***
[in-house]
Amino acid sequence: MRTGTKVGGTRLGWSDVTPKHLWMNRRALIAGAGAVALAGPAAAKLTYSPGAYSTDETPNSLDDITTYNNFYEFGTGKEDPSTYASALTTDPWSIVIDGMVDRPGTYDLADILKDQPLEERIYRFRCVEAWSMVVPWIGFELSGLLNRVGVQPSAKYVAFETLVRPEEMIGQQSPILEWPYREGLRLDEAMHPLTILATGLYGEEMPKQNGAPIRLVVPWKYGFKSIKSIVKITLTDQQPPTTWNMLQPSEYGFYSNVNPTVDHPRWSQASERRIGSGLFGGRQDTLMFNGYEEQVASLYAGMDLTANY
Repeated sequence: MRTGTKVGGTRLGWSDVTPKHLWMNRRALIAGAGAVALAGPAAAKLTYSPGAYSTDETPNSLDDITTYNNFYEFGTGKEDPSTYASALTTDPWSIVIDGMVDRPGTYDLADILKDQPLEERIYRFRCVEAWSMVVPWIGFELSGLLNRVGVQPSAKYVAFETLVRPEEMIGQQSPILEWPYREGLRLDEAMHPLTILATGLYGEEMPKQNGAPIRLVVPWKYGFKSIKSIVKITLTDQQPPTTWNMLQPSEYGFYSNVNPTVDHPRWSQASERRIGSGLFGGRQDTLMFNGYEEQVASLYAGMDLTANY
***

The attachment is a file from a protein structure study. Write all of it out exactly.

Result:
[in-house]
Amino acid sequence: MRTGTKVGGTRLGWSDVTPKHLWMNRRALIAGAGAVALAGPAAAKLTYSPGAYSTDETPNSLDDITTYNNFYEFGTGKEDPSTYASALTTDPWSIVIDGMVDRPGTYDLADILKDQPLEERIYRFRCVEAWSMVVPWIGFELSGLLNRVGVQPSAKYVAFETLVRPEEMIGQQSPILEWPYREGLRLDEAMHPLTILATGLYGEEMPKQNGAPIRLVVPWKYGFKSIKSIVKITLTDQQPPTTWNMLQPSEYGFYSNVNPTVDHPRWSQASERRIGSGLFGGRQDTLMFNGYEEQVASLYAGMDLTANY
Repeated sequence: MRTGTKVGGTRLGWSDVTPKHLWMNRRALIAGAGAVALAGPAAAKLTYSPGAYSTDETPNSLDDITTYNNFYEFGTGKEDPSTYASALTTDPWSIVIDGMVDRPGTYDLADILKDQPLEERIYRFRCVEAWSMVVPWIGFELSGLLNRVGVQPSAKYVAFETLVRPEEMIGQQSPILEWPYREGLRLDEAMHPLTILATGLYGEEMPKQNGAPIRLVVPWKYGFKSIKSIVKITLTDQQPPTTWNMLQPSEYGFYSNVNPTVDHPRWSQASERRIGSGLFGGRQDTLMFNGYEEQVASLYAGMDLTANY